When David, an insurance adviser with Illuminate Insurance Services arranged life insurance for Joan and Barry he asked them to sign a disclosure statement containing the following statement:
“… I am aware that Illuminate Insurance Services receive commission from various insurance companies for the insurance placed with them. I am aware that in the event Illuminate Insurance Services receive a Claw Back of any commissions (due to my/our cancellations or reductions in benefit or lapse of policy), then I/we will personally be indebted to reimburse Illuminate Insurance Services for the amount of the claw back and will pay Illuminate Insurance Services within 7 days of their provision of any invoice for such an amount.”
When Joan and Barry received their annual renewal the premium increased and they decided to review their insurance cover. Another adviser found cheaper insurance so they cancelled the insurance arranged by David.
David wrote to Joan and Barry explaining the insurer had clawed back the commission he had received for arranging the policy, and their policy cancellation had cost him. David enclosed an invoice for $1,725 for his services.
Joan and Barry contacted David, and said they were not prepared to pay the invoice. Joan and Barry agreed they had signed a contract agreeing to pay any commission clawed back by the insurer, but did not know the commission clawed back would be so much. Joan and Barry also said David had not shown them any proof that the insurer had even charged a commission claw back.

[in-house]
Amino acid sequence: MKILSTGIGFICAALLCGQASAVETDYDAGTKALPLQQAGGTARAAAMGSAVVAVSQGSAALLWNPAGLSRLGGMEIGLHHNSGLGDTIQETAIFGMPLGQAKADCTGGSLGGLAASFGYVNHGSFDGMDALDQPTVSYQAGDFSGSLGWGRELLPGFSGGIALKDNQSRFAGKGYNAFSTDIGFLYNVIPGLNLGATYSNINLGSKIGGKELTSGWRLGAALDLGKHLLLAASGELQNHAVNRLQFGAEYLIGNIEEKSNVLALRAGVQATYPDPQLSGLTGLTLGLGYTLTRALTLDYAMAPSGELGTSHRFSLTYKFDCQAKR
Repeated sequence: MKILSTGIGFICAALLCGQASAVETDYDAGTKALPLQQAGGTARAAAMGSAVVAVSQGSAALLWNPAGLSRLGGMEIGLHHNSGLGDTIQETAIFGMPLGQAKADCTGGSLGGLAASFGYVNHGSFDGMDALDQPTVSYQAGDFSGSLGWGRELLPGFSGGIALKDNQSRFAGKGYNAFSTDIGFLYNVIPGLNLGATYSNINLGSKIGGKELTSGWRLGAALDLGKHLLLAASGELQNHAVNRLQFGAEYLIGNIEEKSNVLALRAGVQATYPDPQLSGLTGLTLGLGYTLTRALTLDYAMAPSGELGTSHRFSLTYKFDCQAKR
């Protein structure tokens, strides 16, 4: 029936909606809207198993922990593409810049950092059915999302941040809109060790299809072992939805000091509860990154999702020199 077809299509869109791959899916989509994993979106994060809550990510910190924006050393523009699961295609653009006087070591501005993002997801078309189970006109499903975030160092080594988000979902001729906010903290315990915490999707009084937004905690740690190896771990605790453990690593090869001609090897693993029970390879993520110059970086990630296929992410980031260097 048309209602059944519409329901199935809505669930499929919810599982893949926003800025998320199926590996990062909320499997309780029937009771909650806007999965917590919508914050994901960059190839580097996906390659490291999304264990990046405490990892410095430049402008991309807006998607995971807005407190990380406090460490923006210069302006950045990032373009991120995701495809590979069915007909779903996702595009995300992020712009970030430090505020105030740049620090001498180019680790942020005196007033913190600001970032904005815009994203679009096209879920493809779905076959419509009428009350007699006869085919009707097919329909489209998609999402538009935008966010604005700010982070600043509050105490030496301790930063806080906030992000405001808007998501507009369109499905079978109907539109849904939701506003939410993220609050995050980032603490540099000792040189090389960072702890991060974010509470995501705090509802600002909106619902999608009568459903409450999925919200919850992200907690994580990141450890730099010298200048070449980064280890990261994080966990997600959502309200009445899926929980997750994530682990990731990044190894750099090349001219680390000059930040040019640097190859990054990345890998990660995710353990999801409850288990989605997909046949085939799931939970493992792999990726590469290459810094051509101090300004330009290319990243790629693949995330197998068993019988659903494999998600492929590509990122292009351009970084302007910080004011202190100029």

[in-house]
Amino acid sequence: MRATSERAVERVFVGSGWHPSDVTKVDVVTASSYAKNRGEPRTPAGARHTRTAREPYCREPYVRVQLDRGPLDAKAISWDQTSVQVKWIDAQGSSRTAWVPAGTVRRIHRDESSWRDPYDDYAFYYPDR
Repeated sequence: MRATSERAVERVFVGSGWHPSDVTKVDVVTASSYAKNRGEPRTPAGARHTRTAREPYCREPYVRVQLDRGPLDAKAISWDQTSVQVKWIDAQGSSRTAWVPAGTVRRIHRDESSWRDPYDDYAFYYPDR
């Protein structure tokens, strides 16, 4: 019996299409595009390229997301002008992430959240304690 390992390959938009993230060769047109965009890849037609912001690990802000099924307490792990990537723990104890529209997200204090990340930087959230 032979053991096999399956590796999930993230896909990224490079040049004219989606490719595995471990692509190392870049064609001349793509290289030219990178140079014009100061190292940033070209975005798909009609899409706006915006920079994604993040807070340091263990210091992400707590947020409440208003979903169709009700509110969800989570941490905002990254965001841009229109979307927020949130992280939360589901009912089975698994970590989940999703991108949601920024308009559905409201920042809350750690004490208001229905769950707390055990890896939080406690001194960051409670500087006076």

David referred Joan and Barry to FSCL, but before we began our investigation he agreed he would not charge Joan and Barry for the clawback commission. We thought this was a good outcome. On the information available it appeared to us unlikely Illuminate Insurance Services could rely on the wording in the agreement to pass all of the commission claw back on to Joan and Barry.
If David wanted to claw back commission in the event of policy cancellation the agreement needed to specifically set out the maximum amount David would expect Joan and Barry to pay and in what circumstances, for example if the policy is cancelled within two years.
Further, the clawback commission amount the adviser had lost was not the basis upon which the customers’ fee should be calculated. Rather, the fee charged to the customers should be a fee which reasonably compensated David for the time spent on giving advice and services provided to Joan and Barry.